Understand Body Language
Body language, Learn body language, interpret body postures.
1. Nose scratching
Nose-scratching while speaking is a warning sign, unless the person genuinely has an itchy nose. Often exhibited when recounting an event or incident.
2. Both hands on ears
Not surprisingly gestures involving hands covering the ears signify a reluctance to listen and/or to agree with what is being said or to the situation as a whole. The gesture is occasionally seen by a person doing the talking, in which case it tends to indicate that other views and opinions are not wanted or will be ignored.
3. Hand supporting chin or side of face
People who display this signal are commonly assessing or evaluating next actions, options, or reactions to something or someone. If the resting is heavier and more prolonged, and the gaze is unfocused or averted, then tiredness or boredom is a more likely cause.
4. Running hands through hair
Take your pick - running hands through the hair is commonly associated with flirting, and sometimes it is, although given different supporting signals, running hands through the hair can indicate exasperation or upset.
5. Hands in pockets
The obvious signal is one of inaction, and not being ready for action. Those who stand with hands in pockets - in situations where there is an expectation for people to be enthusiastic and ready for action - demonstrate apathy and lack of interest for the situation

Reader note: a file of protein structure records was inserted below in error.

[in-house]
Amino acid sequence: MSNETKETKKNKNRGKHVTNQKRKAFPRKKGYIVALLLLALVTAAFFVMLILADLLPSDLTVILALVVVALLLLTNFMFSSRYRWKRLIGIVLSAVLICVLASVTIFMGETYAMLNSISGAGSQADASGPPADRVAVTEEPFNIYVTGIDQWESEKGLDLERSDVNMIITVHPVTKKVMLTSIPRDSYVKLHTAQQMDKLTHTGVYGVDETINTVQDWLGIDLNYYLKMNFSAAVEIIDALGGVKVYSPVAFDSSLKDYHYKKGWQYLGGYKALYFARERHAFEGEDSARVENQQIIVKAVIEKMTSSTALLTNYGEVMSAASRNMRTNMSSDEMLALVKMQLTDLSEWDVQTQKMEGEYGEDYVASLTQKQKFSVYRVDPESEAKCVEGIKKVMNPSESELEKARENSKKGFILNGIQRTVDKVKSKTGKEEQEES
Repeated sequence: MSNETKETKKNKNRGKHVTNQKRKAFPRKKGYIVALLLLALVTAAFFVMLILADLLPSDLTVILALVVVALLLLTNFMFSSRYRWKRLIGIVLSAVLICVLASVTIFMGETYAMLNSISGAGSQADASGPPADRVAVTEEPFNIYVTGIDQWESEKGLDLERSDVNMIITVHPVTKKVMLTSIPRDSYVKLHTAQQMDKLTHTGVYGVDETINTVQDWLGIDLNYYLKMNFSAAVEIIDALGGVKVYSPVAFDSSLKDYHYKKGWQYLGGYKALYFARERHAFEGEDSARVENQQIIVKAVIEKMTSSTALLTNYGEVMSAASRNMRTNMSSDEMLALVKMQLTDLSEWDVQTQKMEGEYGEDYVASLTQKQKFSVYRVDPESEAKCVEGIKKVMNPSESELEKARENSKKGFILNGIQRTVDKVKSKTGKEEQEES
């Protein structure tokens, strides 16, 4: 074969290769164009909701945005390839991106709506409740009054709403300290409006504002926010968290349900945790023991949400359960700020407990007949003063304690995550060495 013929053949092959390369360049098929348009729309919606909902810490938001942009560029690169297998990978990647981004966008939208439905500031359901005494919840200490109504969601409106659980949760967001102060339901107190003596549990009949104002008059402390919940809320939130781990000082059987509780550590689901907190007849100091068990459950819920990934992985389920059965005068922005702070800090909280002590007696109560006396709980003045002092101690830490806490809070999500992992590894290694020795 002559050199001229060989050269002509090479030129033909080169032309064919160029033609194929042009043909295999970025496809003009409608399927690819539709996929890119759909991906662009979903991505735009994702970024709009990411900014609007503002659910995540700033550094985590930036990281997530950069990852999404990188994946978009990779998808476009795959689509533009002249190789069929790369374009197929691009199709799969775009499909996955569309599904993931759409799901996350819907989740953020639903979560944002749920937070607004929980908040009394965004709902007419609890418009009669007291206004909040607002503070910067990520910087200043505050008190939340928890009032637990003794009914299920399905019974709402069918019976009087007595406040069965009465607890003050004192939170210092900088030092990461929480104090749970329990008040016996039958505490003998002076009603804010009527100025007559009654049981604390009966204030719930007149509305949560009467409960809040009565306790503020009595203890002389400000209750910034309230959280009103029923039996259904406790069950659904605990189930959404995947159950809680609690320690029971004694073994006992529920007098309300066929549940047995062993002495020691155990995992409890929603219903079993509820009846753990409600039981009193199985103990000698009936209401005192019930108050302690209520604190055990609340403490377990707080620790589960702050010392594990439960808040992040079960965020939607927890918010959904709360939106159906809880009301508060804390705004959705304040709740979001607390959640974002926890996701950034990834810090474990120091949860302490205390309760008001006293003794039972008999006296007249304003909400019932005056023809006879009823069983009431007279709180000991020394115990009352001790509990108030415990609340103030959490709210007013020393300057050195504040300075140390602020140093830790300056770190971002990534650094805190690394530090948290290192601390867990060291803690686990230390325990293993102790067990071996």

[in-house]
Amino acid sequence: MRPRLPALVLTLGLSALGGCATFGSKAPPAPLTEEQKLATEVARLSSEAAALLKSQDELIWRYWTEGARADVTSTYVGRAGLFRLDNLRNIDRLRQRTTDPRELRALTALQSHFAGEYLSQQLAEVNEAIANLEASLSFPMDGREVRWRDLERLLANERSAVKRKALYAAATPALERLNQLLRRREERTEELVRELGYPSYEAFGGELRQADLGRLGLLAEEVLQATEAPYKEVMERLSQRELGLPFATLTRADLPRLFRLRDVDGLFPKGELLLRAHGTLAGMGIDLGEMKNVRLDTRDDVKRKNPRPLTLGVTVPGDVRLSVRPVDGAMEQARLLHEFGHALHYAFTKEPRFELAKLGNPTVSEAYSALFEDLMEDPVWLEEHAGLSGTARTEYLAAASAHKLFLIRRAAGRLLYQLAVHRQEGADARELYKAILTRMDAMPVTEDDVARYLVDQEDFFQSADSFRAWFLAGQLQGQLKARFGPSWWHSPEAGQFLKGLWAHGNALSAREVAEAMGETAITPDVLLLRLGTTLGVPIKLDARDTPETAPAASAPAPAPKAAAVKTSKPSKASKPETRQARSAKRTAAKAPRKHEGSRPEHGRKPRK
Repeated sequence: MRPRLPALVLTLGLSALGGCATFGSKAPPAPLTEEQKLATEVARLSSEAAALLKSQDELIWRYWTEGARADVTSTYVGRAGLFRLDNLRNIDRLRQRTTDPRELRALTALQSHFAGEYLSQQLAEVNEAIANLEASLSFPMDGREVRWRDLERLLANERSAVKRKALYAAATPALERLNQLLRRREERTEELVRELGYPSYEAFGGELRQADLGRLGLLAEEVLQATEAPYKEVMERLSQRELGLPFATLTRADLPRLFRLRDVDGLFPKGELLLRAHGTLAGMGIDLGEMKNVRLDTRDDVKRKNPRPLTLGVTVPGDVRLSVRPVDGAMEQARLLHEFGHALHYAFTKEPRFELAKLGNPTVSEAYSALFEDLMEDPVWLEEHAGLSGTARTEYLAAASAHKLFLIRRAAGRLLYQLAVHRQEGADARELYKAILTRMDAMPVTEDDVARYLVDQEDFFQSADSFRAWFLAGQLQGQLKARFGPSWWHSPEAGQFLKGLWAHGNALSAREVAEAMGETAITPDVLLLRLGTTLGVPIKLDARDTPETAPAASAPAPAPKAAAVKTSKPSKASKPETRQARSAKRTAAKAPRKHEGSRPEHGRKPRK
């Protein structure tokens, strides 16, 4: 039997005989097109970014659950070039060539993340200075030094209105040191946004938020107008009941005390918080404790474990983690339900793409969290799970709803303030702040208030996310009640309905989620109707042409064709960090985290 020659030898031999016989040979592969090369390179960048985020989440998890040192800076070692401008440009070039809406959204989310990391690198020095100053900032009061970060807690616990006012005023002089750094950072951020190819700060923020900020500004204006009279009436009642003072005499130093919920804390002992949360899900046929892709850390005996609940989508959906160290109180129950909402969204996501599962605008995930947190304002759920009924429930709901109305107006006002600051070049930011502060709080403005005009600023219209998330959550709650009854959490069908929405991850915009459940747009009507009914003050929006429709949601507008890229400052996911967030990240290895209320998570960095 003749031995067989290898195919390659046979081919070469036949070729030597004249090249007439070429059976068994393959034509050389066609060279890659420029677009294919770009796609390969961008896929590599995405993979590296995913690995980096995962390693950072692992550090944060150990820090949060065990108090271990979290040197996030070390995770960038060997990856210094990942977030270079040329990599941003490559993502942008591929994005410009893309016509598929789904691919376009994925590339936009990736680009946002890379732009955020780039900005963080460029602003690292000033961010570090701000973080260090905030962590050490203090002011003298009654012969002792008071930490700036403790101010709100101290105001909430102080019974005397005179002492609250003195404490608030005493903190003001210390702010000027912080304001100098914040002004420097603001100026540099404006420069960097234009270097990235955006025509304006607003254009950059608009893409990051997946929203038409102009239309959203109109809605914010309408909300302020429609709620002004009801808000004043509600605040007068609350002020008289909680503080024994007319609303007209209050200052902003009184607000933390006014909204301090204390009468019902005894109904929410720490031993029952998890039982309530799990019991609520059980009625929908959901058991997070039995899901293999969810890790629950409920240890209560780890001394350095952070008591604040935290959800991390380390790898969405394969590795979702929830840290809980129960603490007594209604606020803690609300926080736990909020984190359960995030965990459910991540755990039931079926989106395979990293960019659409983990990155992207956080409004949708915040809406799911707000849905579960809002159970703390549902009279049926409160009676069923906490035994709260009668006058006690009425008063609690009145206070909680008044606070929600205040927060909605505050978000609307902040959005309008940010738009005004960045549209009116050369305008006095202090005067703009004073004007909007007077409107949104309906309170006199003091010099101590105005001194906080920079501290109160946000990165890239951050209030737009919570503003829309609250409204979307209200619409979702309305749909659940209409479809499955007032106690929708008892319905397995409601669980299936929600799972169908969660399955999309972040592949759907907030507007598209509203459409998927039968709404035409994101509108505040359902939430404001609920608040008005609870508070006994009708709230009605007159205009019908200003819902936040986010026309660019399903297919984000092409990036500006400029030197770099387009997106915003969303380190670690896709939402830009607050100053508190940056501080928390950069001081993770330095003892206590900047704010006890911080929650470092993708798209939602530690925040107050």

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SuperFood - Kale
Kale is a leafy member of the Brassica genus. As a dark, green leafy vegetable, it is rich in vitamin K. In addition to the Benefits typical of the cruciferous vegetables, kale also provides a flavonoid called kaempferol that appears to reduce the risk of heart disease. In one 8-year study, kaempferol, in combination with the flavonoids quercetin and myricetin, reduced the risk of pancreatic cancer by 23 percent.
Kale is rich in the antioxidant vitamins A and C, as well as several carotenoids, including beta-carotene, lutein, and zeaxanthin. These compounds help protect vision and lower the risk of cataracts and age-related macular degeneration. It is also a good source of B vitamins, including thiamine, riboflavin, and B6, and the minerals calcium and iron.
Kale is one of a small number of foods that contain measurable amounts of oxalates, so over-consumption can cause problems for those with kidney disease, gout, vulvar pain, rheumatoid arthritis, or other conditions that may require a lowoxalate diet.Nutritional Facts
One-half cup of cooked, chopped kale provides 21 calories, 3.7 g carbohydrate, 1.2 g protein, 0.3 g fat, 1.3 g dietary fiber, 4810 IU vitamin A, 27 mg vitamin C, 9 mcg folic acid, 148 mg potassium, 15 mg sodium, 18 mg phosphorus, 47 mg calcium, and 12 mg magnesium.